Although they’re small, yellow-collared lovebirds still need plenty of room to move around. The minimum size I’ve often seen mentioned is 18″ x 18″ (45 x 45 cm). This works, but it does mean that you’ll have to keep the door open for most of the day. If your Agapornis personatus will be spending most of its time inside of its cage, you’ll have to go a lot bigger (double, for example).

The bar spacing on your yellow-collared lovebird’s cage shouldn’t exceed 1/2″ (1.3 cm) to avoid its head getting stuck. Additionally, the cage should contain at least the following:

  • One or multiple food stations + cuttlebone or calcium block
  • One or multiple water stations
  • Natural perches (no plastic or dowel), most placed near the top
  • Parrot toys (shredding toys, foraging toys, foraged parrot-safe branches and/or homemade toys if you’re on a budget)

Yellow-collared lovebird enrichment

Like other parrots, yellow-collared lovebirds are smart. They naturally spend most of their day foraging and figuring out how to find food. In your home, you’ll have to find a way to give that clever brain plenty of problems to solve to prevent (self-)destructive behaviors!

So how do you ensure your Agapornis personatus lives a happy and fulfilled life? There’s plenty you can do.

  • Social interaction. You probably guessed it from the previous section on temperament: Yellow-collared lovebirds need lots of attention. It can be from you or from a mate, but they can’t be left alone for extended periods of time. Talk to your bird, play, offer head scratches or just hang out together.

    Tip: Training is the perfect double-whammy. It offers both social interaction and bonding time, as well as the opportunity to teach your yellow-collared lovebird positive behaviors or even fun tricks.
  • Out of cage time. Unless your lovebird is in a large flight cage (and really, even then), the opportunity to explore a parrot-safe room will be much appreciated and help prevent obesity-related health issues. You can place a playground on top of the cage for your bird to use as a “home base” during its free-roaming time.
  • Toys. Colorful, jingly, rustling, preenable, shred-a-licious: parrots love toys. Rotate a nice selection to keep things exciting. Don’t forget that for a parrot, anything can be a toy. It doesn’t have to be expensive as long as it’s safe. Muffin papers stacked on a string are already a spectacle in a lovebird’s eyes!

    Don’t forget to also provide your yellow-collared lovebird with a bathing dish. It’s not exactly a toy, but this species is known for having a particular affinity for water. Many also love to be sprayed with water.
  • Foraging. In the wild, your Agapornis personatus doesn’t have a food bowl. It has to find food itself and it’s good at it. So why not make it work a bit for its meal? Use foraging toys, make a foraging box and pick pesticide-free, parrot-safe plants outside for your bird to go wild on.
Blue mutation of a yellow-collared lovebird (Agapornis personatus), a popular pet parrot.
Many lovebirds love toys and it’s quite delightful to watch them play.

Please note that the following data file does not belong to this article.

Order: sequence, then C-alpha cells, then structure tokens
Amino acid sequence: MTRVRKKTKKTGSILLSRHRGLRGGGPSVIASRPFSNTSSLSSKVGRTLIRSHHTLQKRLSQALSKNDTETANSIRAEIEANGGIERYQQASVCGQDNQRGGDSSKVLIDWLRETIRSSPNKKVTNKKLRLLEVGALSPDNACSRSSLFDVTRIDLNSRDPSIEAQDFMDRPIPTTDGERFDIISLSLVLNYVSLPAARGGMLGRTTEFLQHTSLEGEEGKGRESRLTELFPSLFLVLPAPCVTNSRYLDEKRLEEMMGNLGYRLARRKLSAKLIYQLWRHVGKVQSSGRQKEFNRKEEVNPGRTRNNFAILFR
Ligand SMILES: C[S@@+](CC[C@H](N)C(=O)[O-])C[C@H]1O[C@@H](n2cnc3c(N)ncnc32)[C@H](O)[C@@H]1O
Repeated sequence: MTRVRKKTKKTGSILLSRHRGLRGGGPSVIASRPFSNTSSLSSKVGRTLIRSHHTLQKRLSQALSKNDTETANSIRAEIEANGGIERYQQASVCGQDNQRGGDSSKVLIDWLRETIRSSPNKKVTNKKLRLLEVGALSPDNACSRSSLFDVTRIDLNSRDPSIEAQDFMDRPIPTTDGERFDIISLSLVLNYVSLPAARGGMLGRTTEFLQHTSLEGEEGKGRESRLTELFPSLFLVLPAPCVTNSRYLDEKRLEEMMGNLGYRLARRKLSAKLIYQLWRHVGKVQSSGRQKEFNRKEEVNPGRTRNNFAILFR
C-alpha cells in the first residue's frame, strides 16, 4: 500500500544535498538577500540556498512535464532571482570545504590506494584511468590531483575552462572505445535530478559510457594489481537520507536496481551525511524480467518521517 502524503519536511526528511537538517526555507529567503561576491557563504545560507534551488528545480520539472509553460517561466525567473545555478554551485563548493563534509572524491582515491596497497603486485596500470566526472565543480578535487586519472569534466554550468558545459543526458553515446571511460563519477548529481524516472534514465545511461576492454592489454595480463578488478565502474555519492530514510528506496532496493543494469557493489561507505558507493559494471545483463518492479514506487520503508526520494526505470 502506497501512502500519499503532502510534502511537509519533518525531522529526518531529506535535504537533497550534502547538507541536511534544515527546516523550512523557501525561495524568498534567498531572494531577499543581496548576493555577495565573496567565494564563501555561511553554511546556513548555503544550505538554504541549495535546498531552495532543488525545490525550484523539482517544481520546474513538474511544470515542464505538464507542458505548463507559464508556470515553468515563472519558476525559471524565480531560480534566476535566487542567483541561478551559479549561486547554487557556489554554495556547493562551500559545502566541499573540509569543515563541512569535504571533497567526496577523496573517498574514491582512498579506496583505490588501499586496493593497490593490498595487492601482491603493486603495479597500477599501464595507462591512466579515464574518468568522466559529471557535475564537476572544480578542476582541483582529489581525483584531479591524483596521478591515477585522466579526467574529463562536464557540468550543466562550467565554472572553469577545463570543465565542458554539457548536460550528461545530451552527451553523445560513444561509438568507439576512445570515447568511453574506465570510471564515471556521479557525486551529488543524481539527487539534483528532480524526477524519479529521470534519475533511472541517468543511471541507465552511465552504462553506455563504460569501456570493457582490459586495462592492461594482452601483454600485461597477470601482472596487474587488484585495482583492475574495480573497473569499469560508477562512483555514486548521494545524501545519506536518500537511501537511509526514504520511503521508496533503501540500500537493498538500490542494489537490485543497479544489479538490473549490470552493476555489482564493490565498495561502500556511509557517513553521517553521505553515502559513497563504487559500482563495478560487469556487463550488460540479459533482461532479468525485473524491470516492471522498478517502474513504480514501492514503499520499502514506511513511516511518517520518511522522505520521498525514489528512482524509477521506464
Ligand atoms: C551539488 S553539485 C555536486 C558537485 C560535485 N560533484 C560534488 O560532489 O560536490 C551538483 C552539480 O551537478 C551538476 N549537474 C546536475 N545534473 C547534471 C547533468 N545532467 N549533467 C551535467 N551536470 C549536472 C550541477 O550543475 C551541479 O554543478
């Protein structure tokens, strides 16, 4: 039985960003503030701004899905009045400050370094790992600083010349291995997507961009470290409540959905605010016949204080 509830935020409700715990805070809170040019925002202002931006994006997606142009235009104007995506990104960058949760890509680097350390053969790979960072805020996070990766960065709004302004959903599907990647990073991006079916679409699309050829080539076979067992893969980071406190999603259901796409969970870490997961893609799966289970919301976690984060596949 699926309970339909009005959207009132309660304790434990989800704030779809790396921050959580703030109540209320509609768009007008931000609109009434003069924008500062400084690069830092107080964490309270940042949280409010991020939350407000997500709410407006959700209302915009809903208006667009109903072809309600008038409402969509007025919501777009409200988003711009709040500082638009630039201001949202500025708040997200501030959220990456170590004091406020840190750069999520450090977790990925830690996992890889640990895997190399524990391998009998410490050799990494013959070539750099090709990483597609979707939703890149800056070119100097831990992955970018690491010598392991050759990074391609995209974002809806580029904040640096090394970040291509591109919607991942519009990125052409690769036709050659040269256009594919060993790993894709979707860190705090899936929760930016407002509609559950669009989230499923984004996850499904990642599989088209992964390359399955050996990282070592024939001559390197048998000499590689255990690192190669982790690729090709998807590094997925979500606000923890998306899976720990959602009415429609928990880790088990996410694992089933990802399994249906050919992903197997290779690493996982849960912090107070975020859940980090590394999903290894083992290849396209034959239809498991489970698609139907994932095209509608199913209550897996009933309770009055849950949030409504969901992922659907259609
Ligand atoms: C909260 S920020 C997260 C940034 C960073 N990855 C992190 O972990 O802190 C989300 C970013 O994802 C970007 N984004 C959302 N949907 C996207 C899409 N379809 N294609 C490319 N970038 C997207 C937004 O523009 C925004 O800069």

Yellow-collared lovebird sounds

In terms of decibel levels, lovebirds like this one are truly impressive. Their high-pitched peeps can be truly deafening! Luckily, though, they don’t use these all day long. The loudest screams are reserved for when your yellow-collared lovebird loses sight of you or its mate.

This being said, don’t expect lovebirds to be quiet pets. While they might not do so loudly, they do spend most of the day chattering and whistling. Their noise levels increase if background noise does (they love to join in) and around dawn and dusk. They should be reasonably well-suited to most apartment situations, but if your neighbors are sensitive, you might have to ask first.

Do Yellow-collared lovebirds talk?

Like other lovebird species, yellow-collared lovebirds aren’t considered the most talented talkers by any means. However, like much of the parrot family as a whole, they do have some ability to learn to imitate sounds and short phrases.

If you’d like to know more about lovebirds and their ability to imitate human speech, head over to the article on lovebird talking.

This is what a yellow-collared lovebird sounds like when it decides to get loud.

Yellow-collared lovebird safety & emergencies

An inquisitive bird like a yellow-collared lovebird is basically a flying safety hazard, which means you’ll have to keep a close eye on your feathered pet. It goes without saying that you should have the number for an avian vet handy, just in case an emergency arises.

Other than that, keep the following in mind:

  • Many of our normal household products are toxic to birds. This includes cleaning products, scented cosmetics, non-stick cookware, space heaters, scented candles and more.
  • Any room your parrot has access to should be safe. That means no open windows, lit candles or toxic items that might be nibbled on.
  • You should visit a vet yearly for a check-up and learn to recognize the symptoms of a sick parrot as well as basic emergency care. Do you know what to do if your yellow-collared lovebird is bleeding, for example?
  • Speaking of emergencies, having a little avian first aid kit on hand can be a lifesaver. Include items like a blood clotting agent, antiseptic, tweezers, gauze and the like.

If you have any more questions about yellow-collared lovebird care or if you’d like to share your own experiences with these colorful African parrots, don’t hesitate to leave a comment below!

Sources

Parr, M., & Juniper, T. (2010). Parrots: a guide to parrots of the world. Bloomsbury Publishing.